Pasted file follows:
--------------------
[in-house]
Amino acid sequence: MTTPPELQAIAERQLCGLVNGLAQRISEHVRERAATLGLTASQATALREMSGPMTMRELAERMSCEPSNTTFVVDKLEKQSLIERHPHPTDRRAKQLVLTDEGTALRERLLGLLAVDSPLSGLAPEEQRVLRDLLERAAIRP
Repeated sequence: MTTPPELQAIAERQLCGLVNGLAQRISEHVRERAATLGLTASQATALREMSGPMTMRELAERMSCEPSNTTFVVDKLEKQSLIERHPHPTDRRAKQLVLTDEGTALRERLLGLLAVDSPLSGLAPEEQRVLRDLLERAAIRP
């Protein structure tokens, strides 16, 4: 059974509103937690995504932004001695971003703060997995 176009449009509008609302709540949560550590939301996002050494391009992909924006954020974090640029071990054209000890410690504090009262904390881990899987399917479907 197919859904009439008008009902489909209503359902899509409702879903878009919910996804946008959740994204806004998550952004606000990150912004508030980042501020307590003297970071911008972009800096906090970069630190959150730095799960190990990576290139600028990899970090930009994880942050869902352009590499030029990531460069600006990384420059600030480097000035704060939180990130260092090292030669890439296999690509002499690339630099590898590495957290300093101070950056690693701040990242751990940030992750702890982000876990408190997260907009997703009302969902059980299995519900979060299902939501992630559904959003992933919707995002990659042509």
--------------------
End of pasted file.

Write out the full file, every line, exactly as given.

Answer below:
[in-house]
Amino acid sequence: MTTPPELQAIAERQLCGLVNGLAQRISEHVRERAATLGLTASQATALREMSGPMTMRELAERMSCEPSNTTFVVDKLEKQSLIERHPHPTDRRAKQLVLTDEGTALRERLLGLLAVDSPLSGLAPEEQRVLRDLLERAAIRP
Repeated sequence: MTTPPELQAIAERQLCGLVNGLAQRISEHVRERAATLGLTASQATALREMSGPMTMRELAERMSCEPSNTTFVVDKLEKQSLIERHPHPTDRRAKQLVLTDEGTALRERLLGLLAVDSPLSGLAPEEQRVLRDLLERAAIRP
């Protein structure tokens, strides 16, 4: 059974509103937690995504932004001695971003703060997995 176009449009509008609302709540949560550590939301996002050494391009992909924006954020974090640029071990054209000890410690504090009262904390881990899987399917479907 197919859904009439008008009902489909209503359902899509409702879903878009919910996804946008959740994204806004998550952004606000990150912004508030980042501020307590003297970071911008972009800096906090970069630190959150730095799960190990990576290139600028990899970090930009994880942050869902352009590499030029990531460069600006990384420059600030480097000035704060939180990130260092090292030669890439296999690509002499690339630099590898590495957290300093101070950056690693701040990242751990940030992750702890982000876990408190997260907009997703009302969902059980299995519900979060299902939501992630559904959003992933919707995002990659042509």